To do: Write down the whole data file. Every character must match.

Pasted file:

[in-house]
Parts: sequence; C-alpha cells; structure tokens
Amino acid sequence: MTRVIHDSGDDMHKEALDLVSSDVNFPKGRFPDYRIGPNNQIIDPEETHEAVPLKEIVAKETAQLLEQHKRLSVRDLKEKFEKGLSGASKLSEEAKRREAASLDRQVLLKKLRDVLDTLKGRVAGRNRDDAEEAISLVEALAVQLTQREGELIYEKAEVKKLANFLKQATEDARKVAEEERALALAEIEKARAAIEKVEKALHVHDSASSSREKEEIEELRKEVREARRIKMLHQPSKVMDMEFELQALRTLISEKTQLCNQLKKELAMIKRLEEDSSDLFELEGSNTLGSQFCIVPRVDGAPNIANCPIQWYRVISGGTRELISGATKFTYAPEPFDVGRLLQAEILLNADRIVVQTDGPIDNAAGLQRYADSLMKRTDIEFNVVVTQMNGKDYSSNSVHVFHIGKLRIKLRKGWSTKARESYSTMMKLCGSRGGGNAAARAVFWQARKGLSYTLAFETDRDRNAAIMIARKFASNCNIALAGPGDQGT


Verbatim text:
[in-house]
Parts: sequence; C-alpha cells; structure tokens
Amino acid sequence: MTRVIHDSGDDMHKEALDLVSSDVNFPKGRFPDYRIGPNNQIIDPEETHEAVPLKEIVAKETAQLLEQHKRLSVRDLKEKFEKGLSGASKLSEEAKRREAASLDRQVLLKKLRDVLDTLKGRVAGRNRDDAEEAISLVEALAVQLTQREGELIYEKAEVKKLANFLKQATEDARKVAEEERALALAEIEKARAAIEKVEKALHVHDSASSSREKEEIEELRKEVREARRIKMLHQPSKVMDMEFELQALRTLISEKTQLCNQLKKELAMIKRLEEDSSDLFELEGSNTLGSQFCIVPRVDGAPNIANCPIQWYRVISGGTRELISGATKFTYAPEPFDVGRLLQAEILLNADRIVVQTDGPIDNAAGLQRYADSLMKRTDIEFNVVVTQMNGKDYSSNSVHVFHIGKLRIKLRKGWSTKARESYSTMMKLCGSRGGGNAAARAVFWQARKGLSYTLAFETDRDRNAAIMIARKFASNCNIALAGPGDQGT